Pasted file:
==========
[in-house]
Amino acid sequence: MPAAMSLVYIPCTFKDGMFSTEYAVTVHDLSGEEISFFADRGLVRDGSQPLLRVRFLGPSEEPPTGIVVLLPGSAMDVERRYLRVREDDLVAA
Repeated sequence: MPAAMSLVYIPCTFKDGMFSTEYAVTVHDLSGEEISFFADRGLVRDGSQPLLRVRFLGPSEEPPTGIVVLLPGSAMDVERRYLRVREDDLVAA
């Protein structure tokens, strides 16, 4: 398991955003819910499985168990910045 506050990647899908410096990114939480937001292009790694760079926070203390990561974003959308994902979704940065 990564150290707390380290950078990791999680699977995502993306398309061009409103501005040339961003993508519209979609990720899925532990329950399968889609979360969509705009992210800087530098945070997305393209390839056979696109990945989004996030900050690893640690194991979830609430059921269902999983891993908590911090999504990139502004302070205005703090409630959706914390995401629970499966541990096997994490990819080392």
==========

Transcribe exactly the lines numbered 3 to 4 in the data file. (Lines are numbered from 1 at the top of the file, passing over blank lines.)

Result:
Repeated sequence: MPAAMSLVYIPCTFKDGMFSTEYAVTVHDLSGEEISFFADRGLVRDGSQPLLRVRFLGPSEEPPTGIVVLLPGSAMDVERRYLRVREDDLVAA
């Protein structure tokens, strides 16, 4: 398991955003819910499985168990910045 506050990647899908410096990114939480937001292009790694760079926070203390990561974003959308994902979704940065 990564150290707390380290950078990791999680699977995502993306398309061009409103501005040339961003993508519209979609990720899925532990329950399968889609979360969509705009992210800087530098945070997305393209390839056979696109990945989004996030900050690893640690194991979830609430059921269902999983891993908590911090999504990139502004302070205005703090409630959706914390995401629970499966541990096997994490990819080392």